Friday, December 19, 2008

Government of the People, By the People, For the People

So the latest news: the state of California's fine Attorney General, Jerry Brown, has publically stated he will not defend prop 8 to the California Supreme Court.


...He and senior lawyers in his office have looked closely at the court's precendents and at the recent marriage ruling and concluded that they couldn't defend prop 8.

Excuse me? Did the people of California not vote twice to protect traditional marriage?

But in a lengthy filing late Friday, he argued that the measure was "inconsistent with the guarantees of individual liberty" in California's governing charter.

"Proposition 8 must be invalidated because the amendment process cannot be used to extinguish fundamental constitutional rights without compelling justification," Brown said.

"Extinguish fundamental constitutional rights"... um, I thought religious freedom and the freedom of speech were "fundamental constitutional rights". We've already seen those rights squashed, and the issue hasn't even been settled.

The court is reviewing lawsuits filed by gay and lesbian couples and by an array of local governments, led by San Francisco, that contend that ballot measure exceeded the legal limits on initiatives by destroying fundamental rights and stripping judges of their authority to protect a historically persecuted minority.

I think there are other minorities out there that have been persecuted a lot longer and a lot worse than same sex couples. And the more I've been researching this issue, the more I find that heterosexual couples and those that do not codone same sex marriage or that lifestyle are the ones being persecuted. Not to mention the members of the Church of Jesus Christ of Latter Day Saints, which there are less members of the Church in California than there are gay/lesbian people. So who's really the minority? And who's really being persecuted?

As the "chief law officer of the state," Brown said in his brief, he is "duty bound to uphold the whole of the Constitution" and not merely the power of the people to change the laws by initiative.

It was my understanding that the Attorney General's job description is to represent the wishes of the people. And the people have spoken twice. And what power do the people have if not to change the laws? This is our country. If the majority of the people want to uphold traditional marriage, then that is what should happen, whether the Attorney General (and other public leaders) agree or disagree.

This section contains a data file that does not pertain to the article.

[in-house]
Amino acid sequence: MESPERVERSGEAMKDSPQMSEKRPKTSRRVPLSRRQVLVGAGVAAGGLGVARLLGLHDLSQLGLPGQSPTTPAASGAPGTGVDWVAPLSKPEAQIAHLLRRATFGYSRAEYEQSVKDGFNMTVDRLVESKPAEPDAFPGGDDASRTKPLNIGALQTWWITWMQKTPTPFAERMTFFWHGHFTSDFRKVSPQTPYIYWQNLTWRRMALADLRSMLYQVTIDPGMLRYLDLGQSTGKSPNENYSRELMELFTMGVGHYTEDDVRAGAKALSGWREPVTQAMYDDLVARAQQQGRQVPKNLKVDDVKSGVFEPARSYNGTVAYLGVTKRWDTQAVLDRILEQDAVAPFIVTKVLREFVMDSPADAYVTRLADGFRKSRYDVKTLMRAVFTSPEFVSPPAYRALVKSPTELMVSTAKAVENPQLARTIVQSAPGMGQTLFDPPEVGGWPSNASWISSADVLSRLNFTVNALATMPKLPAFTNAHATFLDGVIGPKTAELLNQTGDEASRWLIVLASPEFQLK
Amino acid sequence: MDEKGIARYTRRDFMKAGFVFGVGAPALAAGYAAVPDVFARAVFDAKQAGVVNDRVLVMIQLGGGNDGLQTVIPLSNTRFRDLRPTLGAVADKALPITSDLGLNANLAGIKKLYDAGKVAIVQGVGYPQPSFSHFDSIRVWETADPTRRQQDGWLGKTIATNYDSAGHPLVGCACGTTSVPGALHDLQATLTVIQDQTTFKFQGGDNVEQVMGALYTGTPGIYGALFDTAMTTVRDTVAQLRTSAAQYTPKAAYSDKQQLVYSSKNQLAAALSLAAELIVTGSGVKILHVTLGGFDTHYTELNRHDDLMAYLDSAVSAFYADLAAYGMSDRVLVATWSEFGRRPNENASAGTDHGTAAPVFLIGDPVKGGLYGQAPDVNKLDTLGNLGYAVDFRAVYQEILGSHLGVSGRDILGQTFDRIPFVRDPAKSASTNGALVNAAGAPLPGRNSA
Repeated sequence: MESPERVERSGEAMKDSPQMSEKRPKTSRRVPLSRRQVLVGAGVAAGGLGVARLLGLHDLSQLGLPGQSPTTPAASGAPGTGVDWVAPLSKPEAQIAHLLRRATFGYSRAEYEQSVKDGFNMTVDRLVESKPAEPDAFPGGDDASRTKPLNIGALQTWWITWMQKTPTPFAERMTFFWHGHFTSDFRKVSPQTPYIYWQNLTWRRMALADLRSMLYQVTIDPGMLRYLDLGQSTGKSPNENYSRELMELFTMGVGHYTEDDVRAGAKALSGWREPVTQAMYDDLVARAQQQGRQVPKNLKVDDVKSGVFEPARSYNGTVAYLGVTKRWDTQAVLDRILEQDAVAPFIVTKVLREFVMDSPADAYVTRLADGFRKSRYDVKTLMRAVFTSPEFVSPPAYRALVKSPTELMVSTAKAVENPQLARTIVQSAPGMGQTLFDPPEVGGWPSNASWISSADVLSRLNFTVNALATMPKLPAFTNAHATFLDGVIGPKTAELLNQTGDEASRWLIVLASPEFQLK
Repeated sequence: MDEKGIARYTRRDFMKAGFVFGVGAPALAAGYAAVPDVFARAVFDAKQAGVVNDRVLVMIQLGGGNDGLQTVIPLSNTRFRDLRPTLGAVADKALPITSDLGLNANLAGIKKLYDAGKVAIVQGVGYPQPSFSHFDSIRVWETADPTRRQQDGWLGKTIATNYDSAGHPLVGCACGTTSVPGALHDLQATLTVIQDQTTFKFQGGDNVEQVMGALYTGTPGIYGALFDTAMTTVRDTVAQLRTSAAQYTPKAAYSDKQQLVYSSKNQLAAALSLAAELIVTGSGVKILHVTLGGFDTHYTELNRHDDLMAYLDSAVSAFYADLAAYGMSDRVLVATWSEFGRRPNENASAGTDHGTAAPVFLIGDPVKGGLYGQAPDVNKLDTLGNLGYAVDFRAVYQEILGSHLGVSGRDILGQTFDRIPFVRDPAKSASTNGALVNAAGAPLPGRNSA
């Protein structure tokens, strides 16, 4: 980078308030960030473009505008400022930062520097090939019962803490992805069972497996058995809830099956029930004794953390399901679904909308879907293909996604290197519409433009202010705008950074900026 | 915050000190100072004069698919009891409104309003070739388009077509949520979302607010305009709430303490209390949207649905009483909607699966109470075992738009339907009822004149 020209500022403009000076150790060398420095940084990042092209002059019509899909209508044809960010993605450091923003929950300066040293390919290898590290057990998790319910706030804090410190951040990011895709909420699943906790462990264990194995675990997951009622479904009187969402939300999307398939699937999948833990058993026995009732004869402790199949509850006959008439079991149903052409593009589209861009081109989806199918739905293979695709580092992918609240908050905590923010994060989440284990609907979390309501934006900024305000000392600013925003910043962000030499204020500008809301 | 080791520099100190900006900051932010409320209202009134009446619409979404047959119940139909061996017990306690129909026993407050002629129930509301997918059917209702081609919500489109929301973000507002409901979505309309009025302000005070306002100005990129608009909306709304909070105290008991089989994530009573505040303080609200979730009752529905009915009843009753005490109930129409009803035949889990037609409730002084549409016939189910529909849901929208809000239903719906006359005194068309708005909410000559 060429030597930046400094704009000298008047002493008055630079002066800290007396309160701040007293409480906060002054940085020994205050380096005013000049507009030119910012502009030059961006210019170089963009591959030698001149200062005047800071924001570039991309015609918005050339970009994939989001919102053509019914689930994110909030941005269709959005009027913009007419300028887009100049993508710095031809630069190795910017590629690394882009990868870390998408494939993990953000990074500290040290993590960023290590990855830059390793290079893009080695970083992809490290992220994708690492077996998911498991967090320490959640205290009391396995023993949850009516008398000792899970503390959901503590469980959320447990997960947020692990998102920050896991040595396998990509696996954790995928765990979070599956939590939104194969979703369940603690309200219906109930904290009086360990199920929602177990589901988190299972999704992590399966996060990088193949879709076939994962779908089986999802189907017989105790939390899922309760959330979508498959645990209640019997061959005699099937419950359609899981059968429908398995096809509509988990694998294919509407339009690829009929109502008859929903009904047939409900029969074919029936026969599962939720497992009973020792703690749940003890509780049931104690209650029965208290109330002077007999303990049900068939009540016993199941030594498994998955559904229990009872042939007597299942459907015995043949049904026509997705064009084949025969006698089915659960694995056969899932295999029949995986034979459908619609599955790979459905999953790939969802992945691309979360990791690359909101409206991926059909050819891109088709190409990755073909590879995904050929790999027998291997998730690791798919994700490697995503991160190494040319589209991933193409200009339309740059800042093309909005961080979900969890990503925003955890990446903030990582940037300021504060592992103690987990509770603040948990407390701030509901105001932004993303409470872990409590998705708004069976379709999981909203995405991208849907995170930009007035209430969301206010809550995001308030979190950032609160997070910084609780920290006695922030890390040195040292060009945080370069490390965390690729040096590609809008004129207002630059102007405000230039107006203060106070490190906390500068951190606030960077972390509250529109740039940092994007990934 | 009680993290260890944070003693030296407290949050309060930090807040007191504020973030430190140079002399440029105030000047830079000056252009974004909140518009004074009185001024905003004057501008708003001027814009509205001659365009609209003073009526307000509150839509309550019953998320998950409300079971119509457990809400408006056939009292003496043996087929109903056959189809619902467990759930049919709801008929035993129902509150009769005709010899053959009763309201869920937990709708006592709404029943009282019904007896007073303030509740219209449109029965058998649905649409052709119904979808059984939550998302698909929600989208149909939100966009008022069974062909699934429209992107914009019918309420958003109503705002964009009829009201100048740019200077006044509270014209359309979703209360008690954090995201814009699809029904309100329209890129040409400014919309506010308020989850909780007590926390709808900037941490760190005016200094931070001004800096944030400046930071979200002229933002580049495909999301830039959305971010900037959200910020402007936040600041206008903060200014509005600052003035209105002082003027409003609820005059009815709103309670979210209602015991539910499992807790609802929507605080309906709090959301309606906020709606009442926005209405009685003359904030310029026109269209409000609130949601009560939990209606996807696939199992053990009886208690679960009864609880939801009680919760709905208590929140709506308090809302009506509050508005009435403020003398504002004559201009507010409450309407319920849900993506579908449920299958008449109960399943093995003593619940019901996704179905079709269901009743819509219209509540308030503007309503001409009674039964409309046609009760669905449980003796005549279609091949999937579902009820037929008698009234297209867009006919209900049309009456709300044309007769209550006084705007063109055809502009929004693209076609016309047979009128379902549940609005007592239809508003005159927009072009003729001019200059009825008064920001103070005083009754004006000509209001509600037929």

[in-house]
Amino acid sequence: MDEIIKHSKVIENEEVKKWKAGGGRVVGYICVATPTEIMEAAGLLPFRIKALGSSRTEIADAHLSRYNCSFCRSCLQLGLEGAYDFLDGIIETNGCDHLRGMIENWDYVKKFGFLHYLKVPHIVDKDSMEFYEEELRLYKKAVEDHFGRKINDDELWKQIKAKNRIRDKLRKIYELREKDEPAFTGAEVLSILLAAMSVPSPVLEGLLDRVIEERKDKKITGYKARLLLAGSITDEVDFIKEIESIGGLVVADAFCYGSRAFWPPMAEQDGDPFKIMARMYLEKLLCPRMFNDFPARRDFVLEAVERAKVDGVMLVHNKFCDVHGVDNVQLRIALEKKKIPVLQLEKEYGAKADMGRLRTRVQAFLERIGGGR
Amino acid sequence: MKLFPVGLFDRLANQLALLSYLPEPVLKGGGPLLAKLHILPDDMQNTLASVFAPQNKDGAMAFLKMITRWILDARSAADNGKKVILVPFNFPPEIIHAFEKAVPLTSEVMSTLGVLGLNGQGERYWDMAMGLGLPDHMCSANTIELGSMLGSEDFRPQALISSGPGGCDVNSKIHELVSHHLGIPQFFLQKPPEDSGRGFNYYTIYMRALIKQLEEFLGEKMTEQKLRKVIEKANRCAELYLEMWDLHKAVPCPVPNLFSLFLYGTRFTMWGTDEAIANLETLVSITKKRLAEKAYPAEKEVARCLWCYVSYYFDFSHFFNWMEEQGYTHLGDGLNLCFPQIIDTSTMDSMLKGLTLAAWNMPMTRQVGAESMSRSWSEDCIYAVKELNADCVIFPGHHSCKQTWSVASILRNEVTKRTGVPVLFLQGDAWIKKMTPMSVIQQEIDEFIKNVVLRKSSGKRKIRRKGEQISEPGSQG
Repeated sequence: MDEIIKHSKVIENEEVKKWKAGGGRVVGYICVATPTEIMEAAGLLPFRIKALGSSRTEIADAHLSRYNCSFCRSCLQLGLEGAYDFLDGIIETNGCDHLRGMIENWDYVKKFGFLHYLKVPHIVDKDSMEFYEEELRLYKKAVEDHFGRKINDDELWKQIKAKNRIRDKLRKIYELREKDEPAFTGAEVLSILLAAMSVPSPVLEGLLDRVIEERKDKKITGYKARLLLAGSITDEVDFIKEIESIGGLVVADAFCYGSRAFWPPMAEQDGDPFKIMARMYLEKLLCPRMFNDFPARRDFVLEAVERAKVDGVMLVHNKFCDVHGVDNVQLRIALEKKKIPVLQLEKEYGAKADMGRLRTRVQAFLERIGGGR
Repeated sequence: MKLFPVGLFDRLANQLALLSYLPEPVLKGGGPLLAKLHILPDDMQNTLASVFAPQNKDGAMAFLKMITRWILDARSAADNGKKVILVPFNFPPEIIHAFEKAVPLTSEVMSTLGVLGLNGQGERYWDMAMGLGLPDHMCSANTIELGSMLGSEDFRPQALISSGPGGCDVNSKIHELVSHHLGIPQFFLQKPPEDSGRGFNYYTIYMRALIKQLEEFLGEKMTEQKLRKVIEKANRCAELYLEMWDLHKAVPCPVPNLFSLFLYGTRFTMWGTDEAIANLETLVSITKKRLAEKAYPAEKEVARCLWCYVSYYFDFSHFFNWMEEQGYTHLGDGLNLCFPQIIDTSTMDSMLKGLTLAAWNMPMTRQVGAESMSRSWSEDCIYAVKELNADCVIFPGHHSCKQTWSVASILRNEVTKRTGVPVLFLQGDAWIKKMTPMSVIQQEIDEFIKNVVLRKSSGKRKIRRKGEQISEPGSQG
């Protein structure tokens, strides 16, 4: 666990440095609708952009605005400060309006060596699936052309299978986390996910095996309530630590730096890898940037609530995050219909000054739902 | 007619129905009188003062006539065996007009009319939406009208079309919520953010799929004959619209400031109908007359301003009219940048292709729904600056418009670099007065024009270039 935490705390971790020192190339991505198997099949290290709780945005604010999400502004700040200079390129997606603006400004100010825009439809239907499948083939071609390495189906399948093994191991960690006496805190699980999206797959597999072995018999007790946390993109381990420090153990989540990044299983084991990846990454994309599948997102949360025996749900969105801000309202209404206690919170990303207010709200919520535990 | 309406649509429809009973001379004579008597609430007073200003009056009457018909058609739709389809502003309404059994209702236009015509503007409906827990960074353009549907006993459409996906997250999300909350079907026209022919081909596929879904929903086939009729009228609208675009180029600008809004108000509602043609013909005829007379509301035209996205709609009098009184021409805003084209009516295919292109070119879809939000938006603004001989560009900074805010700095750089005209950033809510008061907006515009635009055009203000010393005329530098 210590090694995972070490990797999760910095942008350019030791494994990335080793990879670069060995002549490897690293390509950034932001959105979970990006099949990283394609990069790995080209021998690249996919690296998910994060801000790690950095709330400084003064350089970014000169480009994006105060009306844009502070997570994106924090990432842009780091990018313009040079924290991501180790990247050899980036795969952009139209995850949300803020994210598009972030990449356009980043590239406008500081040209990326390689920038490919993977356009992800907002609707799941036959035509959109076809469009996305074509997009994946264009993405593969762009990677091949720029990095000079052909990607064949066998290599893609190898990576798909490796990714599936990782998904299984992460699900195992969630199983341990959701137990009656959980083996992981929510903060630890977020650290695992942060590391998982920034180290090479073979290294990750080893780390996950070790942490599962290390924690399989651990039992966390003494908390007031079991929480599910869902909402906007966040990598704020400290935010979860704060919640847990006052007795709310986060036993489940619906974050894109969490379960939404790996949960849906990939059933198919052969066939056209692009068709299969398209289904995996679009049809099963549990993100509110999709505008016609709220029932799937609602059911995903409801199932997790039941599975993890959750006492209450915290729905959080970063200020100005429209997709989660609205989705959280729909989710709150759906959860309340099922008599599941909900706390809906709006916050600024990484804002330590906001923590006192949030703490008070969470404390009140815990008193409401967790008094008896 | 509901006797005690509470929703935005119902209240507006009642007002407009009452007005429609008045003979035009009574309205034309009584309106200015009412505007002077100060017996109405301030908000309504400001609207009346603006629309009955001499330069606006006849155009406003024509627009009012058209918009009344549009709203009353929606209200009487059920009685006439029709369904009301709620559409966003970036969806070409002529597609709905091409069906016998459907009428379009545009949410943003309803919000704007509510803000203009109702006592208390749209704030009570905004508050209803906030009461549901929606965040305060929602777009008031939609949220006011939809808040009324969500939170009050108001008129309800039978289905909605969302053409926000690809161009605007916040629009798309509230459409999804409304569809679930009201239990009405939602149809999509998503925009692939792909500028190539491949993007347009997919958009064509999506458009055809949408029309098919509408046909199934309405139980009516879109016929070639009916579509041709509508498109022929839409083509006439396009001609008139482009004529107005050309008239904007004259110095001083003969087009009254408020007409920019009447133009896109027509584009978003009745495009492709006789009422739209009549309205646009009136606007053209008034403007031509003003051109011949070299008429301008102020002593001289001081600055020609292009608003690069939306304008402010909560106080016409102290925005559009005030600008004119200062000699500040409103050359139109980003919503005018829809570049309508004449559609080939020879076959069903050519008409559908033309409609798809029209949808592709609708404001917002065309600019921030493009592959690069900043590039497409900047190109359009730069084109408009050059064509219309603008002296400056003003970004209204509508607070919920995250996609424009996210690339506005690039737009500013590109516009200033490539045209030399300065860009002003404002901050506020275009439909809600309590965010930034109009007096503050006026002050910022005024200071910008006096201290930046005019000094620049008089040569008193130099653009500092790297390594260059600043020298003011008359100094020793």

A little FYI on Jerry Brown's position regarding the whole same sex issue, he is the brilliant one who changed the wording on the ballot to state "Eliminates the Rights of Same Sex Couples to Marry." So why is the media acting (emphasis on the word acting) so surprised that he would come out and say he's not going to uphold the will of the people?

Is this not a government of the people, by the people, for the people? Who are the people? Why do we vote if we can't even count on our leaders in the state capitol to uphold our wishes? Jerry Brown's job isn't hard... he walks into the Supreme Court and says, "The people of California have voted twice on this issue. This is what they want. We need to uphold their wishes." (I know it's not that simple, but you get the idea.)

Side note - I know of a governor in California not to long ago who was kicked out of office for doing far less than what Jerry Brown is doing. Hmmmm...

You can read the entire article at the

Friday, December 12, 2008

The First Step

This was forwarded to me via email from a friend. It fits perfectly with the theme of this blog. Please read, especially at the end.

The Daffodil Principle

Several times my daughter had telephoned to say, "Mother, you must come to see the daffodils before they are over." I wanted to go, but it was a two-hour drive from Laguna to Lake Arrowhead.

"I will come next Tuesday", I promised a little reluctantly on her third call. Next Tuesday dawned cold and rainy. Still, I had promised, and reluctantly I drove there. When I finally walked into Carolyn's house I was welcomed by the joyful sounds of happy children. I delightedly hugged and greeted my grandchildren.

"Forget the daffodils, Carolyn! The road is invisible in these clouds and fog, and there is nothing in the world except you and these children that I want to see badly enough to drive another inch!" My daughter smiled calmly and said, "We drive in this all the time, Mother."

"Well, you won't get me back on the road until it clears, and then I'm heading for home!" I assured her. "But first we're going to see the daffodils. It's just a few blocks," Carolyn said. "I'll drive. I'm used to this."

"Carolyn," I said sternly, "Please turn around."

"It's all right, Mother, I promise. You will never forgive yourself if you miss this experience."